Must a Jew Believe Anything?
Menachem Kellner is Wolfson Professor Emeritus of Jewish Thought at the University of Haifa and Chair of the Department of Philosophy and Jewish Thought at Shalem College, Jerusalem. He is the author of 'Dogma in Medieval Jewish Thought', 'Maimonides' Confrontation with Mysticism' and 'Must a Jew Believe Anything?', all published by the Littman Library. He is also the author of 'Maimonides on Human Perfection', 'Maimonides on Judaism and the Jewish People', and 'Maimonides on the "Decline of the Generations" and the Nature of Rabbinic Authority' among other books. His translations of Gersonides’ 'Commentary on Song of Songs' and Maimonides’ 'Book of Love' appeared in the Yale Judaica Series. Professor Kellner’s critical editions of the original texts of Abravanel’s 'Principles of Faith' and of Gersonides’ 'Commentary on Song of Songs' were published in Hebrew.
Introduction 1 Two Types of Faith Faith, Belief, and Trust • Emunah in the Torah • Theology and the Torah • Classical Judaism and the Absence of Dogma 2 Rabbinic Thought Testing for ‘Required Beliefs’ • An Objection: Mishnah Sanhedrin x. 1 • A Defence of Dogma • Heretics and Sectarians • A ‘Theology’ of Action 3 Why Judaism Acquired a Systematic Theology Behaviour and Belief • Extrinsic Reasons for the Lack of Systematic Theology in Judaism • Why Systematic Theology Developed among the Jews • The Importation of Theology 4 Maimonides: Dogma without Dogmatism Maimonides’ Dogmas • Maimonides on Inadvertent Heresy • Maimonides on Conversion and the Nature of Faith • Maimonides on Leaving Judaism • Maimonides’ ‘Non-dogmatic’ Dogmas: Science and Religious Faith • Maimonides on Truth • The Logic of Righteousness: Reason and Faith 5 Maimonides: Impact, Implications, Challenges The Impact • The Implications • Challenges to Maimonides • Was Maimonides Inconsistent? The Karaites 6 Heresy-hunting Orthodoxy and Heresy • Theology and Halakhah: A Category Mistake • Three Contemporary Orthodox Statements: Freedom of Enquiry; The Illegitimacy of the Non-Orthodox; Inclusivism • The Three Statements: A Critique • Why has Maimonides’ Position become Dominant? • The Maimonidean Bind 7 How to Live with Other Jews Asking the Right Question • So Who or What is a Jew Anyway? • Non-Orthodox Jews and Judaisms • Maimonides and the Objectivity of Truth Afterword Appendix 1 Maimonides on Reward and Punishment Appendix 2 The Thirteen Principles Appendix 3 Yigdal and Ani ma’amin Note on Transliteration Note on Citation of Classical Sources Glossary Biographical Notes on Jewish Thinkers Bibliography Index
'An important work in constructive Jewish philosophy by a leading international scholar of the field. It is also important as a document of the kind of thinking that characterizes modern Orthodoxy. The book is intelligent and academically solid as well as thought-provoking and controversial. It is a must read by anyone concerned with modern Jewish life who wants to understand an approach that affirms both Orthodoxy and a pluralistic sense of k'lal Yisrael without compromising integrity and religious commitment.' Norbert Samuelson, CCAR Journal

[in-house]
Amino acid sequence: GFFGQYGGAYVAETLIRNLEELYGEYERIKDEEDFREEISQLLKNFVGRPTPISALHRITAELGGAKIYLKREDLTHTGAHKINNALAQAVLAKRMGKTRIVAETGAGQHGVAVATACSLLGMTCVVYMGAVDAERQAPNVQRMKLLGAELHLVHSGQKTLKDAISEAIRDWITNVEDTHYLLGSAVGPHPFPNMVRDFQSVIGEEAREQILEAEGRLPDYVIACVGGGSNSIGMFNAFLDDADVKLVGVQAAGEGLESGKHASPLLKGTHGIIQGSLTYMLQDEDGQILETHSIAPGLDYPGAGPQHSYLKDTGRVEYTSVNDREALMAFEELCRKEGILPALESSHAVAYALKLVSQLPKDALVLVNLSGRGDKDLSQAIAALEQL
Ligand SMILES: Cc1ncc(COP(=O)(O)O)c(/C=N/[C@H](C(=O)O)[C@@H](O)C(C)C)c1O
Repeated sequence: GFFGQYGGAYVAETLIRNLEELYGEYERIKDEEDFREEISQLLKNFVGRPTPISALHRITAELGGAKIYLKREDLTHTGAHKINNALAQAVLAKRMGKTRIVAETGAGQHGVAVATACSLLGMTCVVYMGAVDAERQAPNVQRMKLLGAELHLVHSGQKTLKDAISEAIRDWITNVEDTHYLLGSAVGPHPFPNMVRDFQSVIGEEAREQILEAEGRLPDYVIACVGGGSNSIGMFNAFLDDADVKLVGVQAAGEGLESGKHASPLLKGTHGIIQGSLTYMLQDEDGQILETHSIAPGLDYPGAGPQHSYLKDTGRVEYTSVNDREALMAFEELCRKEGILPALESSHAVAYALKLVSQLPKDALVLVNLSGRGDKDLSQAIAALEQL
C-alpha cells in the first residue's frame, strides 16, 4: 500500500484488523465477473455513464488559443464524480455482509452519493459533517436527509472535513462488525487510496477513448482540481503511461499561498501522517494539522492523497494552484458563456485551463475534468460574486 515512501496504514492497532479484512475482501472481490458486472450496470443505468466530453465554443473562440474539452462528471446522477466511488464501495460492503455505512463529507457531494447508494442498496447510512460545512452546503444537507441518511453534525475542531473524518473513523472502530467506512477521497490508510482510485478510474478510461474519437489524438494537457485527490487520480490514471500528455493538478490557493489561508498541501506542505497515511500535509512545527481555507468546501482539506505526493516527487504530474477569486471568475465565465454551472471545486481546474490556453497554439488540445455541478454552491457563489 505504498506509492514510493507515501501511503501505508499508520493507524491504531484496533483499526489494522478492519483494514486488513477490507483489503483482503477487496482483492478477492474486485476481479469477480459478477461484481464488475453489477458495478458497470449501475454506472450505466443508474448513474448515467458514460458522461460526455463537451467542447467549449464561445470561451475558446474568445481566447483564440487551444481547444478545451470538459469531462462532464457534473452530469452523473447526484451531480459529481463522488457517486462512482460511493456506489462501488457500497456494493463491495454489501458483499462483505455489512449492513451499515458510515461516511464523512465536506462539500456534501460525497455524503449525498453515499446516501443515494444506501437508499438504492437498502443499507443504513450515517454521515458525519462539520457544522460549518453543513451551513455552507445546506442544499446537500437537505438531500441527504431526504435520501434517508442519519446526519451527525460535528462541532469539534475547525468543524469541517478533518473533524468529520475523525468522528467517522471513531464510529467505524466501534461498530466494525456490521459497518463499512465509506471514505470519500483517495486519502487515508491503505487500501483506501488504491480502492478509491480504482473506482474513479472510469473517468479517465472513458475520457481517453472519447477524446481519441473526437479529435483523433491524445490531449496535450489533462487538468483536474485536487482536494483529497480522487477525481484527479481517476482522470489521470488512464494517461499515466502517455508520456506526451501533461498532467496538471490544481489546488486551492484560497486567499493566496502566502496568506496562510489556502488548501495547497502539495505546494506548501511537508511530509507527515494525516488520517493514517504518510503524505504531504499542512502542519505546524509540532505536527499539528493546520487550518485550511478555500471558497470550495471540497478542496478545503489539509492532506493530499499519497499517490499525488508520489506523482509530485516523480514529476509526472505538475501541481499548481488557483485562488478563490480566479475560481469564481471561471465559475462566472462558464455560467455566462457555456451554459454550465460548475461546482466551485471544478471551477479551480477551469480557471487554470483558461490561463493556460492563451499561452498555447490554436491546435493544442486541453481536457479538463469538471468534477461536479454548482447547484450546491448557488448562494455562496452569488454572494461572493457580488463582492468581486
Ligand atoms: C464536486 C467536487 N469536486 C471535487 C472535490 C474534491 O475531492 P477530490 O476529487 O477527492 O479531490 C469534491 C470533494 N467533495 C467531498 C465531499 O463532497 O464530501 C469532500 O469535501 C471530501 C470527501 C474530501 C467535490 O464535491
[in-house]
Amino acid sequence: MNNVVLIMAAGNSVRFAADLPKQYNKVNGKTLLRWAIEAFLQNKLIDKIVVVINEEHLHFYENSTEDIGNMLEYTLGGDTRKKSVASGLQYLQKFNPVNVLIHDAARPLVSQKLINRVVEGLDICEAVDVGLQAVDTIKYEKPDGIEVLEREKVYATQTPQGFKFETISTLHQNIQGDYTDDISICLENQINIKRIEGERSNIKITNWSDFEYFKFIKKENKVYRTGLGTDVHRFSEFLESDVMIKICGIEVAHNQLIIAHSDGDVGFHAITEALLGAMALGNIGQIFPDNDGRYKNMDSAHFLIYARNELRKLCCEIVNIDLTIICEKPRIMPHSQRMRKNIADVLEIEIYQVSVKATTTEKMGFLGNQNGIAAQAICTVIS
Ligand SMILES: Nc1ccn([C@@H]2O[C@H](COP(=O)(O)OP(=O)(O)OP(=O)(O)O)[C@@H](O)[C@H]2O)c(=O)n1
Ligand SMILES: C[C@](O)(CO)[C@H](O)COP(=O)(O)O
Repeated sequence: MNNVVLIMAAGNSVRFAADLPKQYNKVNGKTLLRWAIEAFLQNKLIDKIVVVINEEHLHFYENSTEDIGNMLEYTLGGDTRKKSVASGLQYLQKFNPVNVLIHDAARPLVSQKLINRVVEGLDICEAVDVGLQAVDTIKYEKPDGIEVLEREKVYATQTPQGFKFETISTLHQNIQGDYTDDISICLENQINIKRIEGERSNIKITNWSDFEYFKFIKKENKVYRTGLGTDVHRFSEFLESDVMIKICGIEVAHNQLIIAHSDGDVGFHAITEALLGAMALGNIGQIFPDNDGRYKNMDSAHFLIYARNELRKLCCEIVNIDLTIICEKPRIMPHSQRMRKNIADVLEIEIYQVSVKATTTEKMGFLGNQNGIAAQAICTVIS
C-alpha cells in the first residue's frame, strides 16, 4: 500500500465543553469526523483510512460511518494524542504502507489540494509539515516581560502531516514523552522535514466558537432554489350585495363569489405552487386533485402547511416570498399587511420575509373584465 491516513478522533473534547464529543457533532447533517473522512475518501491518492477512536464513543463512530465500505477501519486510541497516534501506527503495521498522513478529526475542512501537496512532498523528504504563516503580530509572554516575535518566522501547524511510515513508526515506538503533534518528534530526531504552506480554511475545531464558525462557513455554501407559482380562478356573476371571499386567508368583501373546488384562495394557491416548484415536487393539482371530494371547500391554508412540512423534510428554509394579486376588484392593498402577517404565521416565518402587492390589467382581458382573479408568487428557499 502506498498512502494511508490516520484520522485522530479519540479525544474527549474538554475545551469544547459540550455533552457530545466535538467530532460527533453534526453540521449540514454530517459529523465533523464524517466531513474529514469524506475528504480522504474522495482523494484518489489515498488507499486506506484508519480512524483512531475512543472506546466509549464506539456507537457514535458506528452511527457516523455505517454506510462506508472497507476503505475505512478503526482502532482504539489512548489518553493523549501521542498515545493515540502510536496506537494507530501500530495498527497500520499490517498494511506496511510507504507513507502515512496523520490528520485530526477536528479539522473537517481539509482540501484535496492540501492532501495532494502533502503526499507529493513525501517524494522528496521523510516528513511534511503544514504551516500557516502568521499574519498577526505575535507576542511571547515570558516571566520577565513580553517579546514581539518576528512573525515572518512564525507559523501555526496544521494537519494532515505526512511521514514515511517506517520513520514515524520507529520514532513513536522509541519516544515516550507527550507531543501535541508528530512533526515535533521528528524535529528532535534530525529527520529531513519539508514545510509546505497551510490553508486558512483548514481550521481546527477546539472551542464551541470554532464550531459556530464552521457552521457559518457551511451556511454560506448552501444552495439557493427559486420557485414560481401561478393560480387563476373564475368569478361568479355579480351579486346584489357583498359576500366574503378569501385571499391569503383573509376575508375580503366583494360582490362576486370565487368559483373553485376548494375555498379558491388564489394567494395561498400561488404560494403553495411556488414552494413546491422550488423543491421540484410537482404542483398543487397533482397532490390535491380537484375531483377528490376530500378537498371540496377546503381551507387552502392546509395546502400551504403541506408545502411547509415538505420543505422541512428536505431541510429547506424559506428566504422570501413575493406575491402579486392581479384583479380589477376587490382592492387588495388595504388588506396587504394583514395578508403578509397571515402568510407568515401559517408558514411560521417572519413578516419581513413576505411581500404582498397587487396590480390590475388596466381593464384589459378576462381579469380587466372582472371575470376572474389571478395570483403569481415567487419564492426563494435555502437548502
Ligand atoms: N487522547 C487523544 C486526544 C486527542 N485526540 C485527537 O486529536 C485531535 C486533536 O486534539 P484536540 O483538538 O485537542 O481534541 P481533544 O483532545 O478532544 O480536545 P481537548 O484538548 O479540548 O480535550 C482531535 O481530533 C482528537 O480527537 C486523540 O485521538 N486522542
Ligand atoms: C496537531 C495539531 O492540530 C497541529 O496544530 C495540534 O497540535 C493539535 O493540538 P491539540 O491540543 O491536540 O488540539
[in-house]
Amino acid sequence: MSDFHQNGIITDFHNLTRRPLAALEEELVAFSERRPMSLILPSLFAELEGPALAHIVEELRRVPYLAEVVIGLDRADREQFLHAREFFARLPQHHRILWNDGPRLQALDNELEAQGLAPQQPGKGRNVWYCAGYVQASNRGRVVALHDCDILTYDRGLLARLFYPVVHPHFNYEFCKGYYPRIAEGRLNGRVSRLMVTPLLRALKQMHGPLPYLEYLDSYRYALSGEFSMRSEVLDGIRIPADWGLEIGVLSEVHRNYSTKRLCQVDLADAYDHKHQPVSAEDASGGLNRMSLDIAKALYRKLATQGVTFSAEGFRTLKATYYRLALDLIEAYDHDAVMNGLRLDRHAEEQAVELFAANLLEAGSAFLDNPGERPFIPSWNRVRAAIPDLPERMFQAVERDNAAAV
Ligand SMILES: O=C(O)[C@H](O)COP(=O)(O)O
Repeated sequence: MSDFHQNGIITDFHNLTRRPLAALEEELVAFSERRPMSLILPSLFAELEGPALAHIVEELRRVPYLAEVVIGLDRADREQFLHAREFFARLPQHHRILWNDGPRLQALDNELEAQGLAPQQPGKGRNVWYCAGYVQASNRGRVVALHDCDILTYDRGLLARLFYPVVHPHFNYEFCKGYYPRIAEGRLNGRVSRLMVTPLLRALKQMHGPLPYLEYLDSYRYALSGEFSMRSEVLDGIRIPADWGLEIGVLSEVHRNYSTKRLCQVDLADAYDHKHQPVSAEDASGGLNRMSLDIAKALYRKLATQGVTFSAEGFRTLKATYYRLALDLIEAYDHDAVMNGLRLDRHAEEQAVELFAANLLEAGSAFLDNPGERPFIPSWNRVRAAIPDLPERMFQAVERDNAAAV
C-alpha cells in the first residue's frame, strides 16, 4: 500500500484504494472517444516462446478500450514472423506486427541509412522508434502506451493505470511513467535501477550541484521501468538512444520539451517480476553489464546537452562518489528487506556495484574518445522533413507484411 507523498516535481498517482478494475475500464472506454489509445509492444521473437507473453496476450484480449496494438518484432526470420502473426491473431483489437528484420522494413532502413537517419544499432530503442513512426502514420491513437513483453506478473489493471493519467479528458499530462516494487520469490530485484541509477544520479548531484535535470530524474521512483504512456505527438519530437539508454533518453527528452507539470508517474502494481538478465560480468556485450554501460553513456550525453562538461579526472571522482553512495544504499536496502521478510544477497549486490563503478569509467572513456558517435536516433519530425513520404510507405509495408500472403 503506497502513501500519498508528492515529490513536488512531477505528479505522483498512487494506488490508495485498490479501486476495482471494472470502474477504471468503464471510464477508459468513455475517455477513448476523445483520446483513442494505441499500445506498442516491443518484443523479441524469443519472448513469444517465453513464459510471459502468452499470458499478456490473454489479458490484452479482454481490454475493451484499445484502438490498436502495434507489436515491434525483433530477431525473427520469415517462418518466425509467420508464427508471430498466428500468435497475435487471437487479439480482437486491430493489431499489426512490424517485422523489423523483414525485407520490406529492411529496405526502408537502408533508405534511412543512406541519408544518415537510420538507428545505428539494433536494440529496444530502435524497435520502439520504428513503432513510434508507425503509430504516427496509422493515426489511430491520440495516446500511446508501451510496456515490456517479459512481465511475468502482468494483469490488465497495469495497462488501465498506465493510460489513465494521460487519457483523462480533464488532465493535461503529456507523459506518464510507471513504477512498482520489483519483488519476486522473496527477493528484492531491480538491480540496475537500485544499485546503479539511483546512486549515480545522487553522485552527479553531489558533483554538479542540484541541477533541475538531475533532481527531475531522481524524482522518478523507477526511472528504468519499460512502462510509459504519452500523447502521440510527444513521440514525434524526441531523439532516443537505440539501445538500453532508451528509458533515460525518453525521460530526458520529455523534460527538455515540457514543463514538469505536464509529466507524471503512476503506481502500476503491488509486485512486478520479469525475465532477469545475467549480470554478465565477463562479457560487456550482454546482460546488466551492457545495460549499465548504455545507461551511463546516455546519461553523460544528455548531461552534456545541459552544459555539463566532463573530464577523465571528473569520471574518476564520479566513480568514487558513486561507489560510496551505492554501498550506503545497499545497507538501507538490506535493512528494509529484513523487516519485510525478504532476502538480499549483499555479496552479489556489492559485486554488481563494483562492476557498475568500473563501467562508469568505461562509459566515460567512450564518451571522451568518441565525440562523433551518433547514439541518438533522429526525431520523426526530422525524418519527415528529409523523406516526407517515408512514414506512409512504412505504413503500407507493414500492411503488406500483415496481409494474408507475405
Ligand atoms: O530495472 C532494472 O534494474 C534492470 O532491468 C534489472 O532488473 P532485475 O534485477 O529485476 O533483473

'Kellner's book makes an important contribution to the possibility of dialogue between the different trends within Judaism and to the possibility of reducing the hostility and tension between them.' Daniel Statman, Ha'aretz
'Kellner is especially provocative. The challenge in his title almost jumps off the page as a cri de coeur, inviting a re-examination of beliefs taken for granted by Orthodox Jews for almost a millennium ... [he] demonstrates with passion and elegance how Maimonides radically transformed Judaism into an ecclesiastical community" ... his social critique of the implication of dogma uniquely enhances our understanding of the Maimonidean project ... His thesis is an important one and should be read by all, encouraging urgently needed debate in the academy and the four ells of the yeshiva as well,' James A. Diamond, Jewish History
'A main contribution to a very timely question regarding the proper attitude of orthodox Judaism to non-orthodox and non-observant groups ... written with admirable clarity and touches of a highly relevant topic.' Daniel Statman, Journal of Jewish Studies 'This book has much to recommend it. Both scholarly and accessible, it is marked by a humane vision and a passionate commitment to a vibrant, outward looking Orthodox Judaism.' David Berger, Tradition
Edition: 2nd Revised edition
Size: 240 x 155 x 15 mm
Publication: January 26, 2006
Series: The Littman Library of Jewish Civilization